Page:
'The Promise' Incites Anger within Turkish Media
Ryan Duncan Crosswalk.com blogspot for ChristianMovieReviews.com and Ryan Duncan, Crosswalk.com Entertainment and Culture editor
- 2017 Apr 21
Though The Promise doesn’t release in theaters until this Friday, the film is already battling a storm of negative reviews. Not because of the acting, the film stars an award-winning cast including Charlotte Le Bon, Christian Bale and Oscar Isaac. It’s not because of the directing either, as Terry George is still remembered for his stunning work in Hotel Rwanda. Rather, the backlash stems from the film’s subject matter; the Armenian genocide. To this day, the mass killing of over 1.5 million Armenians is one of the greatest overlooked tragedies in human history, and it would appear some prefer it stayed that way.
Set during the early years of World War I, The Promise chronicles a fictional love-triangle which emerges between an Armenian doctor (Isaac), a lovely dancer (Le Bon), and an American journalist (Bale) in the city of Constantinople. However, their romantic rivalry is set aside when the Turkish government begins the mass incarceration and execution of Armenian citizens. Together, the three friends must fight to survive while helping others escape the growing persecution. The film spares no detail concerning what horrors were inflicted on the Armenian people, and today, 26 countries recognize their deaths as genocide. Yet, as the negative reviews clearly demonstrate, even mention of the event can still carry political consequences.
According to The Washington Post, as soon the film’s plot became common knowledge, Turkish media users began flooding IMDB and Rotten Tomatoes with negative ratings. Before The Promise was even released it had become one of the lowest-rated films on IMDB, with commenters calling it a “lie” and accusing it of pushing a “political agenda”. The Post went into greater detail, explaining,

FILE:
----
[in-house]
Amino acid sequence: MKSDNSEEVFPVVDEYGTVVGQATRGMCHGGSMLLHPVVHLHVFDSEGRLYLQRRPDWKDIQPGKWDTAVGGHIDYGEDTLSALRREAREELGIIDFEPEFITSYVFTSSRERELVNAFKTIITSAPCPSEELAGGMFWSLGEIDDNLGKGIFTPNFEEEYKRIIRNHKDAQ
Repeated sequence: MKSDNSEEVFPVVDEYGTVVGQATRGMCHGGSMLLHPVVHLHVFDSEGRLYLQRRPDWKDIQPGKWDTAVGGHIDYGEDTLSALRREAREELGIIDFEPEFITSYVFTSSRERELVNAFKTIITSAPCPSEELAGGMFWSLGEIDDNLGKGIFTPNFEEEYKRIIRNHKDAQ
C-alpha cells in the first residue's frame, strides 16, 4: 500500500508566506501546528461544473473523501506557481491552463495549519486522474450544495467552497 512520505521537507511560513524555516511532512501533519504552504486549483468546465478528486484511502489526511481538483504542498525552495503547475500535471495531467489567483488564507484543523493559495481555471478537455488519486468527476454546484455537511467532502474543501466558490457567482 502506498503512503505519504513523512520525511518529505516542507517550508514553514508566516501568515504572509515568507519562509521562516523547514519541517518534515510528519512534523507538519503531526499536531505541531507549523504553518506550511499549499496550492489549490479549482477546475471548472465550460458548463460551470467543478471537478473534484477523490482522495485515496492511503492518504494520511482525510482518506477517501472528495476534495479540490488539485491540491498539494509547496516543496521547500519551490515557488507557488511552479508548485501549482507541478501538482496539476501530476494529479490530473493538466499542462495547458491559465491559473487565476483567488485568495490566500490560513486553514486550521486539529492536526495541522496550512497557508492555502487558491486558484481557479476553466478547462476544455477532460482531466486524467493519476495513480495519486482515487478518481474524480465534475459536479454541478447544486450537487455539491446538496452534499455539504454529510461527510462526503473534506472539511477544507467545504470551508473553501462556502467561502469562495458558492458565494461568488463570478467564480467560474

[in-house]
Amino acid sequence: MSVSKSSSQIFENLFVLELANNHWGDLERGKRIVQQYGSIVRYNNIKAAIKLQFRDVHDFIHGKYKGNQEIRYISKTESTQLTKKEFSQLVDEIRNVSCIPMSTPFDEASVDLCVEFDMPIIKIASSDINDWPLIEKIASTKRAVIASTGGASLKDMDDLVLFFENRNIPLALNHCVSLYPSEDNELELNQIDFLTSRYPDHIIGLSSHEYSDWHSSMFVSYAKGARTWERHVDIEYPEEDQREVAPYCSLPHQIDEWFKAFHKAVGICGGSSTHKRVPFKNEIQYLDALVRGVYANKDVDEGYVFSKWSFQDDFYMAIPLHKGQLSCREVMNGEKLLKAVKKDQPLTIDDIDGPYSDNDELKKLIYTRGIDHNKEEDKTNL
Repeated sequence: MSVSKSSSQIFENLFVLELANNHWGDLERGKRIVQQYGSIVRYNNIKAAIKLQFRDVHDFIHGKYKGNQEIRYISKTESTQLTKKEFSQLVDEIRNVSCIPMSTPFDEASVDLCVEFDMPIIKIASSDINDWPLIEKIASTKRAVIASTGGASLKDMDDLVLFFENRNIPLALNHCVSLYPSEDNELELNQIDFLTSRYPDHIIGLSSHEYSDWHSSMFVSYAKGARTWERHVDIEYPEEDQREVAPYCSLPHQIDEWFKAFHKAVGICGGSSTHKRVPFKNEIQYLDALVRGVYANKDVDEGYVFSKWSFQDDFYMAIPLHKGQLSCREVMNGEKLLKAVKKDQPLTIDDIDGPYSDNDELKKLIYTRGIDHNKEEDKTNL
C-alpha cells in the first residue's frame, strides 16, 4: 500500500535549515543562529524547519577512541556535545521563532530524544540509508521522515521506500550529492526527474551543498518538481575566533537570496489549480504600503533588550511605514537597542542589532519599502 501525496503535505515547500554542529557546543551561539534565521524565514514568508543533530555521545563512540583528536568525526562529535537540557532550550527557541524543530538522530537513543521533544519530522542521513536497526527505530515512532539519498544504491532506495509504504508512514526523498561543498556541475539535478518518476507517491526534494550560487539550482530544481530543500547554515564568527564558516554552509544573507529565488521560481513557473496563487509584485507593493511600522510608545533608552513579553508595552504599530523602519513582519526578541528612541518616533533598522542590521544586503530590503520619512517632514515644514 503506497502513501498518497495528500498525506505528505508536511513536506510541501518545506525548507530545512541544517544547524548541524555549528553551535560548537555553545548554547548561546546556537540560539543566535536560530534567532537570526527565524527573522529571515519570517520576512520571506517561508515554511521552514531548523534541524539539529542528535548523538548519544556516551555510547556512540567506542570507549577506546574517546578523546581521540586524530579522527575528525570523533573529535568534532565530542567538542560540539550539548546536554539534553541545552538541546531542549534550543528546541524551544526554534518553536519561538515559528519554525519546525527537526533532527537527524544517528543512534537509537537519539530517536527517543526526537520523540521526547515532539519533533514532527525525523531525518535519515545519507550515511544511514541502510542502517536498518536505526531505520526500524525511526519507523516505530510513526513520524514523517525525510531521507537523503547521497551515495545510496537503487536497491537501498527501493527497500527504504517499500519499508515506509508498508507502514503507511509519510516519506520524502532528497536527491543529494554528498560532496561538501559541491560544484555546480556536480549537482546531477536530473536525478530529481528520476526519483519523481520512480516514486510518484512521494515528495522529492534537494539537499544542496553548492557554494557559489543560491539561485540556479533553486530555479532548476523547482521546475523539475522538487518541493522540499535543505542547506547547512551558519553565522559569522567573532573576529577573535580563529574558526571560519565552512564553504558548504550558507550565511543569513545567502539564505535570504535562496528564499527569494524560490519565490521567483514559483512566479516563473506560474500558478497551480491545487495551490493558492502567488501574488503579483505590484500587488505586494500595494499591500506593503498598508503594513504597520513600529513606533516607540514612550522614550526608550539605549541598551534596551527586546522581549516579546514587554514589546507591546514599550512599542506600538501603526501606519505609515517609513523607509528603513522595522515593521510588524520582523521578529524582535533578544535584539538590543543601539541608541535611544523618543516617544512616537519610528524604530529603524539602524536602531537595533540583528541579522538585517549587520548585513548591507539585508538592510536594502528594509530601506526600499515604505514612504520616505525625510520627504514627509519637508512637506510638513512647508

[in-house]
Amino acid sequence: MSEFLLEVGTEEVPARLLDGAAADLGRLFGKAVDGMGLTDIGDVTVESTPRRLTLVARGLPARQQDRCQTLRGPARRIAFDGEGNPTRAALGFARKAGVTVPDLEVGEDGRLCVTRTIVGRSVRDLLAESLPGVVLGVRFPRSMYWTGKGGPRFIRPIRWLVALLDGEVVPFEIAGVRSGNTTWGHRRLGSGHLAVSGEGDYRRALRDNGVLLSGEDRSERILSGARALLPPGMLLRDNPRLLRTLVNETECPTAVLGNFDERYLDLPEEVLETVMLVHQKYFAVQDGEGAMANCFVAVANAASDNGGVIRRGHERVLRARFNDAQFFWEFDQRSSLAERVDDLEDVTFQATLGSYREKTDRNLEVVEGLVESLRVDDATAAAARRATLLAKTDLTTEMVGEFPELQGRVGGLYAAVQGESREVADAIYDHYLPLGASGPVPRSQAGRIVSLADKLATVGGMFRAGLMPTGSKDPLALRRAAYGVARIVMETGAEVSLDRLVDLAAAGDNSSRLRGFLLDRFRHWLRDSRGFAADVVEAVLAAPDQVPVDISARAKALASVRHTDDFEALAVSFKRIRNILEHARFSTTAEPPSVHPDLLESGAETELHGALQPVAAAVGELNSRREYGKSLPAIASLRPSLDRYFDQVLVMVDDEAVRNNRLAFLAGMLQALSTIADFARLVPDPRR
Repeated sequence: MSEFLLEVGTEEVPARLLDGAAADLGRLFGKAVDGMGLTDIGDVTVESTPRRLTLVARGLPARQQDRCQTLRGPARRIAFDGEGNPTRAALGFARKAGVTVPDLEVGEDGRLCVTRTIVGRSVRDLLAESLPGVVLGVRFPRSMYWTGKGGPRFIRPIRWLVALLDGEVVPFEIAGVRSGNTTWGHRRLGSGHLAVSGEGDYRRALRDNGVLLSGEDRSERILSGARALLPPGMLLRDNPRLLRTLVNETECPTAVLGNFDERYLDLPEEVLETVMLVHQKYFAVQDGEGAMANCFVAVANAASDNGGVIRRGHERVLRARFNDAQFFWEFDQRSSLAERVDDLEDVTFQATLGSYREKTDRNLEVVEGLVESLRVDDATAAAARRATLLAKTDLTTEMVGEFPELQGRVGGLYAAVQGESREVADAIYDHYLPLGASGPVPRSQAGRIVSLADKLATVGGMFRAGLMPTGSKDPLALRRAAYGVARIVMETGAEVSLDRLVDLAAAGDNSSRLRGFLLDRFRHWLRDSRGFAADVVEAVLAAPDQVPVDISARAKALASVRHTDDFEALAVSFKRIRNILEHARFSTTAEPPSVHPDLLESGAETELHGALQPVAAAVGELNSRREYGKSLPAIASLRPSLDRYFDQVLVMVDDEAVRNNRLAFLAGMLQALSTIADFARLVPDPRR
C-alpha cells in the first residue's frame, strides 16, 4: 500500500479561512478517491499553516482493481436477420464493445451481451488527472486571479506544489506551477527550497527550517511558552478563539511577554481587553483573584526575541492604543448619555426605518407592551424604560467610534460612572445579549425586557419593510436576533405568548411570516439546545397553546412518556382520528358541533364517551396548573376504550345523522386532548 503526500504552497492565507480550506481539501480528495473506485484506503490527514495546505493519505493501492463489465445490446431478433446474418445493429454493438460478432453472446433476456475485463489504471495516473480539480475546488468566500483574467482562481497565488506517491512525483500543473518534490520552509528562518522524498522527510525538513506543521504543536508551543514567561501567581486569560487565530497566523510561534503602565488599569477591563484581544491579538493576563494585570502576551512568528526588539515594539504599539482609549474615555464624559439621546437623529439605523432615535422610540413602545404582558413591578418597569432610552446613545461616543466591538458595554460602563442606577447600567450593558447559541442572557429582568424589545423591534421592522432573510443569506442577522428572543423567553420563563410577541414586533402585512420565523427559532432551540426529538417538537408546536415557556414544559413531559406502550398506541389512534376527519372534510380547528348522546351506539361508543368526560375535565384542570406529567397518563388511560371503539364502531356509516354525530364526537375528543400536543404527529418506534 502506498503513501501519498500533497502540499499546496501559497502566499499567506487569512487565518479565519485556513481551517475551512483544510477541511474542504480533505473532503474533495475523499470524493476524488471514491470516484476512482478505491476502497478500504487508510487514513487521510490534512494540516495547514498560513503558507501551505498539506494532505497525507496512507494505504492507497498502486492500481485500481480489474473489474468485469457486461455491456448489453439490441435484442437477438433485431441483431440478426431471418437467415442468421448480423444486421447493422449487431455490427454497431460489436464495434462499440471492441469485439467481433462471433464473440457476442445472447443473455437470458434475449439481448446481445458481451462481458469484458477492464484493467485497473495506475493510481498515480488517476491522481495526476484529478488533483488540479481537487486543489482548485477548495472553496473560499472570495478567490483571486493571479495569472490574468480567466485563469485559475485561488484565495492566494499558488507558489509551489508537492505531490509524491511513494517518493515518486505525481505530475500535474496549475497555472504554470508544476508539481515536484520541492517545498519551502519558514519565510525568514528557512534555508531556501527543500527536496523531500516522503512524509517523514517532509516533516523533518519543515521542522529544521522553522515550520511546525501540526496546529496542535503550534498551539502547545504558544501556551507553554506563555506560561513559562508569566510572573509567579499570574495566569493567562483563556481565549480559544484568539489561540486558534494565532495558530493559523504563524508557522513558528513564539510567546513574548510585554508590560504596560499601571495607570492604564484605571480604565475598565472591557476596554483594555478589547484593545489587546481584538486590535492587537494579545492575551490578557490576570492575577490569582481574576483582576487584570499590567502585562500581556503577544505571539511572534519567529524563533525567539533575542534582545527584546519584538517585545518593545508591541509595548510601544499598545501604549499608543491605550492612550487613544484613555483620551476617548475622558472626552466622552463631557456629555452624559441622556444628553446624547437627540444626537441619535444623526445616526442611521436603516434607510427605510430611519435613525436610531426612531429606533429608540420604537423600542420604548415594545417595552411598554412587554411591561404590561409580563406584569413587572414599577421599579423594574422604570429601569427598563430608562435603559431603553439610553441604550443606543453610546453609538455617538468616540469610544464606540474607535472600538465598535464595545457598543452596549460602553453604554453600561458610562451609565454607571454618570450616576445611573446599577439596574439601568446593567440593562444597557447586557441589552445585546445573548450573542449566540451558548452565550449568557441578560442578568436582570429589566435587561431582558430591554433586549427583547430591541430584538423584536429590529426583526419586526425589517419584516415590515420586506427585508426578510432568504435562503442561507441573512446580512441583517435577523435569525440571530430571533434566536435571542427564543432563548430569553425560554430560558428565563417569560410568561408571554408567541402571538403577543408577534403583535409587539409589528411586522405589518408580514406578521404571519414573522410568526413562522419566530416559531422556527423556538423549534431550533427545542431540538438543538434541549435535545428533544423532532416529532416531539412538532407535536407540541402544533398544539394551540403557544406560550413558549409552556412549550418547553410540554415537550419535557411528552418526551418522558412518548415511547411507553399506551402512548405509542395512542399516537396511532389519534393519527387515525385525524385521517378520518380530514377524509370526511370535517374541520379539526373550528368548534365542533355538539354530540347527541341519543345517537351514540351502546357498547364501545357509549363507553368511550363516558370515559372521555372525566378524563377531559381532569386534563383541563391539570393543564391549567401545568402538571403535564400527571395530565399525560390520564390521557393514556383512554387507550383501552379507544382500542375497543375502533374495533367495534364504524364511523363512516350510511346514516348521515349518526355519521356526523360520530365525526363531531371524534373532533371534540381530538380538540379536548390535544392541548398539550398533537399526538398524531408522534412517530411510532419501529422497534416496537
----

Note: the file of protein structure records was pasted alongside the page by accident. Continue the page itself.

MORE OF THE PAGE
“To Armenians, Americans of Armenian heritage and Turks, the facts and especially the nomenclature are deeply emotional issues. Turkey has long argued that the deaths were not genocide, the death toll has been inflated and that the casualties were victims of civil war and unrest. It’s a crime in Turkey, called ‘insulting Turkishness,’ to ‘even raise the issue of what happened to the Armenians,’ according to the New York Times. To keep its NATO ally Turkey happy, the United States has referred to the deaths as ‘atrocities,’ but stopped short of calling them a genocide.”
At a recent press conference in New York, director Terry George spoke briefly on the controversy surrounding the film and his hopes regarding its upcoming release. Though somewhat reluctant to discuss the negative reviews, George did reveal that the cast of The Promise had received considerable pushback from Turkish reporters during the film’s production. Ultimately, George shrugged off their discontent, stating he knew what kind of story they had to write, and reiterated the importance of a free press. By contrast, the film has been applauded by Armenians, who are grateful their suffering is finally being recognized on screen.
Whether The Promise succeeds at the box office or not, the movie has already stirred the political atmosphere and ignited new conversations surrounding the dangers of nationalism. For the average viewer, The Promise represents a rare glimpse into a much-ignored chapter of history, and the opportunity to apply its wisdom to modern problems. It’s a story that deserves to be told, and one which shouldn’t be missed.
*To read Crosswalk’s review of The Promise, simply follow this link!